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The BBC's John Andrew
"Cost could also be a problem"
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Wednesday, 17 May, 2000, 09:41 GMT 10:41 UK
Breakthrough surgery for diabetes
Diabetes injection
The breakthrough could end the need for regular injections
A surgical breakthrough could mean an end to insulin injections and strict diets for many diabetics.

The technique involves transplanting insulin-producing islet cells from the pancreas of a healthy donor.

British surgeon James Shapiro says he has successfully carried out surgery on eight people who once had chronic diabetes.

Mr Shapiro, now based at the University of Alberta in Canada, told surgeons at a conference in Chicago that the patients were now living completely normal lives.

This looks like an extremely interesting development and would greatly improve the quality of life for those with diabetes

Bill Hartnett, British Diabetic Association

The British Diabetic Association said the new treatment was "very exciting" but could lead to massive demand from sufferers.

Spokesman Bill Hartnett said: "This looks like an extremely interesting development and would greatly improve the quality of life for those with diabetes."

The transplanted cells were extracted from the bodies of donors and kept alive and purified before being injected into the recipients through a main vein connected to the liver.

They were then carried into the bloodstream and "nested" in the liver, and despite not being in the patient's pancreas they still manage to produce insulin.

No injections

The eight patients, aged 29 to 53, were quickly able to live without injections after having previously been on up to 15 a day.

Mr Hartnett said: "There has been a lot of work done on transplanting but this looks like it might have more chance of being successful.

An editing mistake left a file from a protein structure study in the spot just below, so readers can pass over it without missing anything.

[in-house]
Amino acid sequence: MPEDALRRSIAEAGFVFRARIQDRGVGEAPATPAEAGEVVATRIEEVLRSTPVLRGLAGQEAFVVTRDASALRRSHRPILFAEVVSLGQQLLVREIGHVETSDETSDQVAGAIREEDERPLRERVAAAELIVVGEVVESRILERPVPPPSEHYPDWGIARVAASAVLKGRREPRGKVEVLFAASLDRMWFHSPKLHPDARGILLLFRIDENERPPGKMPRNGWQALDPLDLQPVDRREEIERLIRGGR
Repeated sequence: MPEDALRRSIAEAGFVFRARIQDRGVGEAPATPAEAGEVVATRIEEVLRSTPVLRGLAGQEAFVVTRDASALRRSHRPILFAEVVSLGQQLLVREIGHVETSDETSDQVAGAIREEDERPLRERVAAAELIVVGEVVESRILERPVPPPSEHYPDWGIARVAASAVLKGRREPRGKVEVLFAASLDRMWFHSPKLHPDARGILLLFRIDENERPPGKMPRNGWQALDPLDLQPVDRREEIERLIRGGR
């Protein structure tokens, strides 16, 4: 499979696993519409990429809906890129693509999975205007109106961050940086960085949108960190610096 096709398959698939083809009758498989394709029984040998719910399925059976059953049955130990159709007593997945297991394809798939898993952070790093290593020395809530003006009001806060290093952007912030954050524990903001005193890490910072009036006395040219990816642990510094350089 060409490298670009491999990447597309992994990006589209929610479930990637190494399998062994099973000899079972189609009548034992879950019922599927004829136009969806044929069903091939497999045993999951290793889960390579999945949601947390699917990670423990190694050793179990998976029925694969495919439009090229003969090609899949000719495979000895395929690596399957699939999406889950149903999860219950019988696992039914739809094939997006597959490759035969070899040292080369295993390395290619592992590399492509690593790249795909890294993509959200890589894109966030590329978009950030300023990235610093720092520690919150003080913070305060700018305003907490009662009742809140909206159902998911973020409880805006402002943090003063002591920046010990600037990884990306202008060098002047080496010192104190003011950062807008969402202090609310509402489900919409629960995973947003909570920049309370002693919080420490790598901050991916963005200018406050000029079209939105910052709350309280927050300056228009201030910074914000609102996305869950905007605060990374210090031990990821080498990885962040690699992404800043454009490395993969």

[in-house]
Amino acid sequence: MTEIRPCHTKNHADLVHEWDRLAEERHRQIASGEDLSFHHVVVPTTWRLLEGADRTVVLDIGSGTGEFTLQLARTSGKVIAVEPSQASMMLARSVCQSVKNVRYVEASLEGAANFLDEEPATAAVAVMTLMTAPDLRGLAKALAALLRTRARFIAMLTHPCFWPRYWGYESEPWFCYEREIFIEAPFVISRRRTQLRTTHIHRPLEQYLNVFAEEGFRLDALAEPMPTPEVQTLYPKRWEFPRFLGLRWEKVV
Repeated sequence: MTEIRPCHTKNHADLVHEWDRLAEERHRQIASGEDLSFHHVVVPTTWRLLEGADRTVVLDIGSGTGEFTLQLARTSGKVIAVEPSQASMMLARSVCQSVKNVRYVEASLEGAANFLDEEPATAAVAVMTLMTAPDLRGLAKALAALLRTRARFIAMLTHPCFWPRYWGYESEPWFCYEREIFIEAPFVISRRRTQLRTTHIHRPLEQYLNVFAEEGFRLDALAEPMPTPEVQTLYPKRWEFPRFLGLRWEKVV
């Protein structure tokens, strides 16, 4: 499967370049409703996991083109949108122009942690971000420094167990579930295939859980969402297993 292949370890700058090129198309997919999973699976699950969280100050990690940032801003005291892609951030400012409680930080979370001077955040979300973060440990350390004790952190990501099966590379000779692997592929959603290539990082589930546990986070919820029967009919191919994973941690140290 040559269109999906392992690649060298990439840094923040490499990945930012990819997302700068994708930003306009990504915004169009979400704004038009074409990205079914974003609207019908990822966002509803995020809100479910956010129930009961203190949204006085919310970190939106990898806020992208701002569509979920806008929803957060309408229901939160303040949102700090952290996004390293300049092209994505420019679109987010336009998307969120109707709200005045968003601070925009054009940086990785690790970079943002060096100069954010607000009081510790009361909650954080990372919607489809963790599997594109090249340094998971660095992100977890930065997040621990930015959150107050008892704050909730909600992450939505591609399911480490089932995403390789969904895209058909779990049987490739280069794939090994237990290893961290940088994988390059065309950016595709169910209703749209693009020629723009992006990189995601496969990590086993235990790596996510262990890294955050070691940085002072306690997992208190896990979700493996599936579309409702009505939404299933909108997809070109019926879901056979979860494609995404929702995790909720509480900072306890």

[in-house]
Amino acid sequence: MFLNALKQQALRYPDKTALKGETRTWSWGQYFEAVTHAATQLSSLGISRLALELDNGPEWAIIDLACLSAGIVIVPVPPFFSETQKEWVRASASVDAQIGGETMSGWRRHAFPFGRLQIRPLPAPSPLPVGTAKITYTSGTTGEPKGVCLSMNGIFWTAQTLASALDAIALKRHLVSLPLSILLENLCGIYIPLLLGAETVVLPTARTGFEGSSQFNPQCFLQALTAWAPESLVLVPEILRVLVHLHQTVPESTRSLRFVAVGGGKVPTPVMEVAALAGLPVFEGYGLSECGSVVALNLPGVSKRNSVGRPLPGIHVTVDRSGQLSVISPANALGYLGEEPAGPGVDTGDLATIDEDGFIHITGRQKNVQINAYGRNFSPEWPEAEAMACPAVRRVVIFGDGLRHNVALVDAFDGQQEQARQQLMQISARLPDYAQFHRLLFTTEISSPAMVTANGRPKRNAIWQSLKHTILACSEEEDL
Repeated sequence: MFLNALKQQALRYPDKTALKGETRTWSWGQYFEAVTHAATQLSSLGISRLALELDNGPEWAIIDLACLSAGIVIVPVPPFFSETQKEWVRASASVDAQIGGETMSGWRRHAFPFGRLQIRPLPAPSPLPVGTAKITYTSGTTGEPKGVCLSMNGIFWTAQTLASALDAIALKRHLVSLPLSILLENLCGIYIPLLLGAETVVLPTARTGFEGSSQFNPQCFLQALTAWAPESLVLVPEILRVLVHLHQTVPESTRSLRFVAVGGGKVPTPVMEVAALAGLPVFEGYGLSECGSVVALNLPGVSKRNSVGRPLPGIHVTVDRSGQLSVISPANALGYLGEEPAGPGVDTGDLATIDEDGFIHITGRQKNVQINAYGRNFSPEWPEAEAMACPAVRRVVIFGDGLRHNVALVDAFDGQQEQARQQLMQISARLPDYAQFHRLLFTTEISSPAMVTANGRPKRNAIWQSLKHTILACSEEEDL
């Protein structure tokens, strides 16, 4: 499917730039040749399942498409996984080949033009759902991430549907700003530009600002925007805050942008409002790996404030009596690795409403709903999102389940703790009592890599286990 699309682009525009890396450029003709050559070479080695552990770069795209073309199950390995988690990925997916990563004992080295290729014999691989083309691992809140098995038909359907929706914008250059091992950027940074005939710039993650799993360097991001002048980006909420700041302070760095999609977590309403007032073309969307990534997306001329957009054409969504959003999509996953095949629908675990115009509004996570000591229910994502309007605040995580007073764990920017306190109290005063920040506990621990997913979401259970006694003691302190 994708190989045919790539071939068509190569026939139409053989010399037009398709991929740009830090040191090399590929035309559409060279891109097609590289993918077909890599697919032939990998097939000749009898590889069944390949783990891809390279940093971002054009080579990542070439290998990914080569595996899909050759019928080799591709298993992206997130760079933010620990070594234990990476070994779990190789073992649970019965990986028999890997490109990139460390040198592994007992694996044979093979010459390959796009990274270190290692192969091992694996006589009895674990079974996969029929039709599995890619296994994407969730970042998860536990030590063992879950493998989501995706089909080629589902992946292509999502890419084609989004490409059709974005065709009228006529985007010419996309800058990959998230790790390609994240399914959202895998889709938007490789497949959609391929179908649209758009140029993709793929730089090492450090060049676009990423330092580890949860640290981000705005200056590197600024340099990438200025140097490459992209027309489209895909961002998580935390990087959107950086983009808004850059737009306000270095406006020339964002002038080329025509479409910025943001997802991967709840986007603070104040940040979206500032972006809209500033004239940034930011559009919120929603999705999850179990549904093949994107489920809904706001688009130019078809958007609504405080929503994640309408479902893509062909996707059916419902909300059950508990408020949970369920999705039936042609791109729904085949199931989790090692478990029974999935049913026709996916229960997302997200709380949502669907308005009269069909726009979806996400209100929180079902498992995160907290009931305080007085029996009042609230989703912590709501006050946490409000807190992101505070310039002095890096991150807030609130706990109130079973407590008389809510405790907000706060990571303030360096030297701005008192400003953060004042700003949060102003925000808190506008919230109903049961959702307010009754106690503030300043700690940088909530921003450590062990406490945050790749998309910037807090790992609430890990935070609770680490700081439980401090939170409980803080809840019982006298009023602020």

Cell transfer
The cells are transferred from a healthy pancreas
"We will be keeping a very close eye on it, although at the moment we would sound a note of caution as nothing has been published yet.

"No matter how well people control their diabetes with injections and diets, they can never have a perfect system. They also risk long-term health problems like heart disease, strokes and blindness.

"But no doubt there would be a great demand for a treatment like this, and it would put a strain on the NHS."

Future cloning techniques could overcome the problem of getting enough of the cells, Mr Shapiro told 3,800 delegates at the joint conference of the American Society of Transplant Surgeons and the American Society of Transplantation.

Patients would have to take anti-rejection drugs for life but a new product called Rapamune had shown few side effects in trials, he added.

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09 Feb 99 | Medical notes
29 Feb 00 | Health
Diabetes reversed in the lab
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